Image of the Sun against the darkness of space

The Sun

The Sun is the star at the heart of our solar system. Its gravity holds the solar system together, keeping everything — from the biggest planets to the smallest bits of debris — in its orbit.


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The Sun's gravity holds the solar system together, keeping everything – from the biggest planets to the smallest particles of debris – in its orbit. The connection and interactions between the Sun and Earth drive the seasons, ocean currents, weather, climate, radiation belts and auroras. Though it is special to us, there are billions of stars like our Sun scattered across the Milky Way galaxy.

The Sun has many names in many cultures. The Latin word for Sun is “sol,” which is the main adjective for all things Sun-related: solar.

Pop Culture

The Sun has inspired us since ancient times. It’s central to mythology and religion in cultures around the world, including the ancient Egyptians, the Aztecs of Mexico, Native American tribes of North and South America, the Chinese, and many others.

Countless musicians have written songs about the Sun. The Beatles had a hit in 1969 with “Here Comes the Sun.” Other popular songs that reference the Sun include: “Walkin’ on the Sun” by Smashmouth; “Ain’t No Sunshine” by Bill Withers; “Walking on Sunshine” by Katrina and the Waves; “Pocketful of Sunshine” by Natasha Bedingfield; and “Let the Sunshine In” by the Fifth Dimension.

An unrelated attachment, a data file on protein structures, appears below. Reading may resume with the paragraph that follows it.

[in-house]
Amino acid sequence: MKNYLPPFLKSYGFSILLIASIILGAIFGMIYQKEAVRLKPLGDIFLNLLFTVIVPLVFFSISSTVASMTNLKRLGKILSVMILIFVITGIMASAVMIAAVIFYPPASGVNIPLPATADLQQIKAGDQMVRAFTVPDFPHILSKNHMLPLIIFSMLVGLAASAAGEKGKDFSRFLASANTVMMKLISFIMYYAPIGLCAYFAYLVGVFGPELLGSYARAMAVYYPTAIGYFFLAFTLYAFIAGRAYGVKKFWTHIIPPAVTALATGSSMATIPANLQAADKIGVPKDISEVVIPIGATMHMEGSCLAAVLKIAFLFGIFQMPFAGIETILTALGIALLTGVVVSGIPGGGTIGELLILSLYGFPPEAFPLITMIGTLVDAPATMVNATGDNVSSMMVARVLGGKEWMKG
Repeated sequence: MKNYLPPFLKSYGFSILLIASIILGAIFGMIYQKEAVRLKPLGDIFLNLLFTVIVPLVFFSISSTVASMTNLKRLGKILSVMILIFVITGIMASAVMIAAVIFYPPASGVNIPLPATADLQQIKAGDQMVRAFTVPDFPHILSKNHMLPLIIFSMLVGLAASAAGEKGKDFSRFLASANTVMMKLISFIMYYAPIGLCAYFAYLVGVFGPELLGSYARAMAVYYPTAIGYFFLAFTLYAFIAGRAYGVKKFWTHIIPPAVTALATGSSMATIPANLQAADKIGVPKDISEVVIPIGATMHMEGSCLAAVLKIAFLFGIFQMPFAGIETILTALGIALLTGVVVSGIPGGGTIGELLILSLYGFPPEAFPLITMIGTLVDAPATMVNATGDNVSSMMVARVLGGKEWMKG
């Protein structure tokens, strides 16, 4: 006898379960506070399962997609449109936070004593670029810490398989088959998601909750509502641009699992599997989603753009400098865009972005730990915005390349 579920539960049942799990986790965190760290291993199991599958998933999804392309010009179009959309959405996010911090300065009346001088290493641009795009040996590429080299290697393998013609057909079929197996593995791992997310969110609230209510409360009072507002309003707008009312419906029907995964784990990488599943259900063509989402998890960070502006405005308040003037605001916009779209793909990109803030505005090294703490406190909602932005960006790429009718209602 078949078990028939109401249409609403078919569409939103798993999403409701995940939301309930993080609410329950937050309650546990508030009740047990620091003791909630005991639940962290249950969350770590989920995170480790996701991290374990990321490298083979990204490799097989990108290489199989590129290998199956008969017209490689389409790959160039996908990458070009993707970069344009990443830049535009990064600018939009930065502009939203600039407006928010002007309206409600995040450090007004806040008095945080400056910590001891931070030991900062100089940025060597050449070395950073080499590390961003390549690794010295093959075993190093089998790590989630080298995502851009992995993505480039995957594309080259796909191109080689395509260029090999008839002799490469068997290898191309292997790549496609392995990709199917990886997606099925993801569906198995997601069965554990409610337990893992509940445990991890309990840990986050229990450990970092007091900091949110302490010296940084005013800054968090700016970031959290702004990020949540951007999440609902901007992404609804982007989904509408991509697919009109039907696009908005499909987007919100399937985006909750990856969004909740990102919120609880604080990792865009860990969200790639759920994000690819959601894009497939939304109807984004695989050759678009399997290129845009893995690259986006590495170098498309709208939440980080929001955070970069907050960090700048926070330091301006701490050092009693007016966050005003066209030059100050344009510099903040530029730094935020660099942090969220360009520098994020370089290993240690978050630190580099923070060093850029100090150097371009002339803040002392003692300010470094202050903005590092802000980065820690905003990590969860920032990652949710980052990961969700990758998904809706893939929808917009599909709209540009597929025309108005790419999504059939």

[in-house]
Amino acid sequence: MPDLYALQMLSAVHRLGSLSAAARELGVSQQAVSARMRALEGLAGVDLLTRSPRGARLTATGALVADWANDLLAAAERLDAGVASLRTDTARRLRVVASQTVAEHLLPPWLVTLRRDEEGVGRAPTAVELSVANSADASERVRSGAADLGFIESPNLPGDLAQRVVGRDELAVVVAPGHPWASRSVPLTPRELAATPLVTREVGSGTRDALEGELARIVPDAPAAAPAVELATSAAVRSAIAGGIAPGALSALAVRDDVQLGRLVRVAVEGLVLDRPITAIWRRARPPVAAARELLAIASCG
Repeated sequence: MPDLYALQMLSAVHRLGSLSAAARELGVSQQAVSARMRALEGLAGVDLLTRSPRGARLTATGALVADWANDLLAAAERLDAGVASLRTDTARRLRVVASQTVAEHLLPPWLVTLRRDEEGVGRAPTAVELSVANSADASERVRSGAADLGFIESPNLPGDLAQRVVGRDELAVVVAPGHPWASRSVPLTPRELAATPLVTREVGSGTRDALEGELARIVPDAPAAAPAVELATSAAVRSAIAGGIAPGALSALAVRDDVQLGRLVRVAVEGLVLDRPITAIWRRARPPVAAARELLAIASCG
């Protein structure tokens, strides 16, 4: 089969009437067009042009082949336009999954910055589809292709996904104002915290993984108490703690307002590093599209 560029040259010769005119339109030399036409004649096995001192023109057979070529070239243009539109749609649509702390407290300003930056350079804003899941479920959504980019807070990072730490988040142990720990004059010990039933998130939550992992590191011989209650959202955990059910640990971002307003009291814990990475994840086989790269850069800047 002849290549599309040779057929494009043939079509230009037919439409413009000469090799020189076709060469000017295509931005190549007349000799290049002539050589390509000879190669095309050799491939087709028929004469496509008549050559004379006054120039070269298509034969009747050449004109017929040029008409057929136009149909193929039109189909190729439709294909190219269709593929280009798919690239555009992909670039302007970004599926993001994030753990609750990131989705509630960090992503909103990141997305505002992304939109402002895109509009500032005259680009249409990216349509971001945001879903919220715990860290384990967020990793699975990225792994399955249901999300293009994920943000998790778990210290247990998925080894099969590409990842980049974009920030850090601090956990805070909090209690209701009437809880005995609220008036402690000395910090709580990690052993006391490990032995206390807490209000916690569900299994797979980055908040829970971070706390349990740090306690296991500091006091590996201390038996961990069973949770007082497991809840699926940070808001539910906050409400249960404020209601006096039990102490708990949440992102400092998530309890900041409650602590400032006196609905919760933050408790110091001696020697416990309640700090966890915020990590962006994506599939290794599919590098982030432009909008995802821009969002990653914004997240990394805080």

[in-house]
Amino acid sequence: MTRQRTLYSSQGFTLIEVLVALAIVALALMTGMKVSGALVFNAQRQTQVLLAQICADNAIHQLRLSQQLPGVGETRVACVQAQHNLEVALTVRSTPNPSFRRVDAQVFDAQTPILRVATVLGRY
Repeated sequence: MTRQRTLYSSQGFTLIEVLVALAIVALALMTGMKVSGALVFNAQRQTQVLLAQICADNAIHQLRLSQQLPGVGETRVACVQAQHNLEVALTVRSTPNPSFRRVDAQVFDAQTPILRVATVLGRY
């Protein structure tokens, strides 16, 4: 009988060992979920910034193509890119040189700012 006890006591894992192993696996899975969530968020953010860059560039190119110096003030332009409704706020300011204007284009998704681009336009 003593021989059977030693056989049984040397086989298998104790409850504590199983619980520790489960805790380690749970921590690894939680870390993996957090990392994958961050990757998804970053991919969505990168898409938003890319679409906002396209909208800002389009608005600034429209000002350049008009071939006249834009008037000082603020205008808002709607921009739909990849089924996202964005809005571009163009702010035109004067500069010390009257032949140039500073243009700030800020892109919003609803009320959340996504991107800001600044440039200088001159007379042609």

If you're Superman or a fellow Kryptonian of comic book fame, your powers are heightened by the yellow glow of our Sun. There are several science fiction films featuring the Sun in the storyline.

Heliophysics Big Year

The Heliophysics Big Year is a global celebration of the Sun’s influence on Earth and the entire solar system.

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The Sun appears as a mottled orange orb, with several bright regions of swirling plasma appearing in pink and purple. A bright white flash of light appears in the upper right.
NASA’s Solar Dynamics Observatory captured this image of an X4.5 solar flare – as seen in the bright flash in the upper right – on May 6, 2024. The image shows a blend of 171 Angstrom and 131 Angstrom light, subsets of extreme ultraviolet light.
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An image of the Sun shows a bright flash in the bottom right side where a solar flare erupts.
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